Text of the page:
As Americans continue to live longer with chronic disease, palliative care medicine is gaining a new appreciation. While advances in modern medicine have benefited countless people and added years to peoples? lives, a new focus includes enhancing the quality of life.
Particularly, as the eldest of the Baby Boomers are poised to retire within the next decade, even more people will be living years longer than previous generations. This shift in life expectancy has opened the door to a relatively new subspecialty knownas palliative medicine.
Palliative care medicine is a practice that employs the philosophy of maximizing the quality of life for patients living with a serious or life-threatening disease. A patient can benefit from palliative care at any stage of chronic illness, from the time disease is diagnosed to its final stage. Palliative care medicine is comprised of an entire team, including a palliative care physician, nurse, pharmacist, psychologist and social worker, as well as various members of spiritual and religious faiths. Palliative care can take place in any of three settings: a patient?s home, the hospital or a local hospice.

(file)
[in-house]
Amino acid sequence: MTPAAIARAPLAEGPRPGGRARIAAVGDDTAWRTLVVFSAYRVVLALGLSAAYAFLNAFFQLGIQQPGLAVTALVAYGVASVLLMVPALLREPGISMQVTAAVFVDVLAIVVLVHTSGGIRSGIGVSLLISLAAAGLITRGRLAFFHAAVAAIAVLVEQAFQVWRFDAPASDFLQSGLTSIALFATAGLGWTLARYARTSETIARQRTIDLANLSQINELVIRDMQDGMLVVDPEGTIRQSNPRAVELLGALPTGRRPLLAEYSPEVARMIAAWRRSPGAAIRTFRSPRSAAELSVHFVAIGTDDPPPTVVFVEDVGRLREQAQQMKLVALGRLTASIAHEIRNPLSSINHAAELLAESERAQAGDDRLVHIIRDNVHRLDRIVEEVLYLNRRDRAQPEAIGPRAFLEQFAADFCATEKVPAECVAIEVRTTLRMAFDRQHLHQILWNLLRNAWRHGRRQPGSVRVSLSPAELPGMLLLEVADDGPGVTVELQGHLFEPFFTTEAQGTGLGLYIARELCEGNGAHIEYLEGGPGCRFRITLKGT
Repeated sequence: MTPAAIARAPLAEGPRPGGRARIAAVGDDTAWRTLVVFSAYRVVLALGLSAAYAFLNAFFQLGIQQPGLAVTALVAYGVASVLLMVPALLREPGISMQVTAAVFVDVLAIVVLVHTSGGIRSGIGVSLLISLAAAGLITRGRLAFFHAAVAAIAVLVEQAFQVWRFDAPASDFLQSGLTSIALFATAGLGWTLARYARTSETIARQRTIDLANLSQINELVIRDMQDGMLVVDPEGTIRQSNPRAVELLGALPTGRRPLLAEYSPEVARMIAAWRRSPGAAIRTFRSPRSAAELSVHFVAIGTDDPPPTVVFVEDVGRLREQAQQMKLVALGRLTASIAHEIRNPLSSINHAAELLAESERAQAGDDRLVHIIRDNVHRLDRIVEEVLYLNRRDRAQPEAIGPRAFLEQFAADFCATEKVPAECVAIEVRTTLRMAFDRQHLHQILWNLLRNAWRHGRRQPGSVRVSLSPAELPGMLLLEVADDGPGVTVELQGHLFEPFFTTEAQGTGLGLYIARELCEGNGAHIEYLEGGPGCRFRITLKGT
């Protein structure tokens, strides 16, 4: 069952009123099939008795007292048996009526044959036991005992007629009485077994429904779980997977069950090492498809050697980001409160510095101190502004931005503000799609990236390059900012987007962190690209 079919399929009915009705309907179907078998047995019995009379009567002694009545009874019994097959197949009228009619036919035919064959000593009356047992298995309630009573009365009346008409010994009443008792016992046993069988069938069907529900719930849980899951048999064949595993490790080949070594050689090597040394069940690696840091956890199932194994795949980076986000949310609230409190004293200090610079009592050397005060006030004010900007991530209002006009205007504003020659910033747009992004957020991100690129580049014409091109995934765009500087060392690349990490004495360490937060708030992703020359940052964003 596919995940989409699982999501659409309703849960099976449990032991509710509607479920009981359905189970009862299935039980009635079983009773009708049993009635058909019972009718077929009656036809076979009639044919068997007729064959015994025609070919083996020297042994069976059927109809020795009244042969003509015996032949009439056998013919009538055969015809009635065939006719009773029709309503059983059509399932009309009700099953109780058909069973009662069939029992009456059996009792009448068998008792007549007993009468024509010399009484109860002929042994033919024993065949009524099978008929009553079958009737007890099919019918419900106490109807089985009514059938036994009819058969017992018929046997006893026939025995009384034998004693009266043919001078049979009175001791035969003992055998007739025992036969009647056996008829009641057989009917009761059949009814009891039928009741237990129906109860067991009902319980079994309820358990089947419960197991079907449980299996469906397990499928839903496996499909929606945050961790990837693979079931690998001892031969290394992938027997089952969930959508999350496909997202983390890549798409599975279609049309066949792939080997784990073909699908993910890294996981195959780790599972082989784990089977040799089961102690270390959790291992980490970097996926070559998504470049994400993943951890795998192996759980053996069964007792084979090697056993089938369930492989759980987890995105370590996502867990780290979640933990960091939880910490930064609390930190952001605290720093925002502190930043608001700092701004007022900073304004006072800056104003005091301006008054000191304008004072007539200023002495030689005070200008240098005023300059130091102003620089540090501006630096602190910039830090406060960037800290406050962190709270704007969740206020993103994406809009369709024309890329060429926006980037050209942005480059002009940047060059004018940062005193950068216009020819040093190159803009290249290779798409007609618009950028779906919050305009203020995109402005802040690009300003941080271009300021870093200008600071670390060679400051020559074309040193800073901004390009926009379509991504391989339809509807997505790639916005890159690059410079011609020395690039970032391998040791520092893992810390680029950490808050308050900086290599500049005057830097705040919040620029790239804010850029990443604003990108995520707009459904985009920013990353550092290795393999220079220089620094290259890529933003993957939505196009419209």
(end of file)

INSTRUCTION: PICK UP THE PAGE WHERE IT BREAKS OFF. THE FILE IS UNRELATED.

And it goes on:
The University of Pittsburgh is among nine prestigious medical schools fully accredited in palliative care medicine fellowship training by the American Board of Hospice and Palliative Medicine.
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Sub-editorPalliative Care :: Palliative care medicine – enhancing the quality of life
by Sub-editor ( Author at Spirit India )
Posted on January 1st, 2007 at 2:00 am.
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